10 Sacred Sites in America Worth Seeing
10 Sacred Sites in America Worth Seeing

For ages, people across all religions and belief systems have erected structures to pay homage to a higher power. Throughout America, you will find an impressive display of gorgeous cathedrals, celebrated synagogues, magnificent mosques, and other sacred sites that have both spiritual and historic significance. These spectacular places of worship will inspire you and leave you with a sense of peace and serenity. Here are 10 sacred sites in America worth seeing.

Washington National Cathedral, Washington, D.C.

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Head to Washington, D.C., to see the sixth-largest cathedral in the world. This neo-Gothic cathedral attracts visitors from around the world. With 112 gargoyles and 215 gorgeous stained glass windows adorning the Cathedral Church of Saint Peter and Saint Paul, this church is a sight to behold. Taller than the Washington Monument, the cathedral stands an impressive 676 feet tall. President Woodrow Wilson and Helen Keller are among the more than 200 souls interred here.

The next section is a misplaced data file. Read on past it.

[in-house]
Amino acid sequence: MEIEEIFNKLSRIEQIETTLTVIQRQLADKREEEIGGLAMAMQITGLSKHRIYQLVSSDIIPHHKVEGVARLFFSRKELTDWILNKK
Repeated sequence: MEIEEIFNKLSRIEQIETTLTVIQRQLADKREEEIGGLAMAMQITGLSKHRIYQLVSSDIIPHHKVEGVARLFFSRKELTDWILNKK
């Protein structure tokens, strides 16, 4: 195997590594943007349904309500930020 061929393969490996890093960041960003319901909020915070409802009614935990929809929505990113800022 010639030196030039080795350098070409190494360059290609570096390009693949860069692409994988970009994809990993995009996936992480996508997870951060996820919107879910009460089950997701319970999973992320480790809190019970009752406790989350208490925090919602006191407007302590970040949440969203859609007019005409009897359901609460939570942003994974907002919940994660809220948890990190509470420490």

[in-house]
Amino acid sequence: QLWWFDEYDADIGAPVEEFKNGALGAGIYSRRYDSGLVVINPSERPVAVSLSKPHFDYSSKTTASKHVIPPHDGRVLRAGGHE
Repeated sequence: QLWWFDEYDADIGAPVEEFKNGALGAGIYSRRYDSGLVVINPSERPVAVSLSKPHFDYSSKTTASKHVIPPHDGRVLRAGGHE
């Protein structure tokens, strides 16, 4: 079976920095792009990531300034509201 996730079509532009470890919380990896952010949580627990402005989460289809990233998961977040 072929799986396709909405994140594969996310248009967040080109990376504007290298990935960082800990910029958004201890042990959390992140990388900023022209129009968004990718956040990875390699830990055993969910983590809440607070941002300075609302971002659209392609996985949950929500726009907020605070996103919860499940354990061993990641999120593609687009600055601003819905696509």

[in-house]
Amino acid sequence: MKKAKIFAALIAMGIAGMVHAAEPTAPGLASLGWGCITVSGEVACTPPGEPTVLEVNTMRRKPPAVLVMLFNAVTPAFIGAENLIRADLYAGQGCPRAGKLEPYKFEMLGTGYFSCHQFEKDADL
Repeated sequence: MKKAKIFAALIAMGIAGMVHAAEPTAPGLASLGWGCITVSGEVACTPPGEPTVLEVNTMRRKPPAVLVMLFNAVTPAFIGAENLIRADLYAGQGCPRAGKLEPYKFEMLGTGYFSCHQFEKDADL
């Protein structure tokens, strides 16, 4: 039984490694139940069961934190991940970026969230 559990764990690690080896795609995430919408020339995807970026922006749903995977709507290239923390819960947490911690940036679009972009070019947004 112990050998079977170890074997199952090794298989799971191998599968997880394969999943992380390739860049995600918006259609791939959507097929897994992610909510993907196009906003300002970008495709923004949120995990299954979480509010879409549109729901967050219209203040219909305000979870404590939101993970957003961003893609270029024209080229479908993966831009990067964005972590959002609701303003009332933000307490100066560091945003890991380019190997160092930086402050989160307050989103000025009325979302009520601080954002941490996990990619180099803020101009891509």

BAPS Shri Swaminarayan Mandir, Bartlett, Illinois

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Opened in 2004, the BAPS Shree Swaminarayan Mandir in Bartlett is the largest traditional Hindu temple in America. It was constructed according to Shilpa-Shastras, ancient Hindu architectural design texts that have been an essential part of Indian architecture and engineering for thousands of years. The finished pieces were brought to northern Illinois from India after they were carved from Turkish limestone and Italian marble. The temple was then built by 1,700 volunteers. Walk through the pictorial presentation “Understanding Hinduism,” an enlightening and inspiring exhibition on the Hindu faith.

The Salt Lake Temple, Salt Lake City, Utah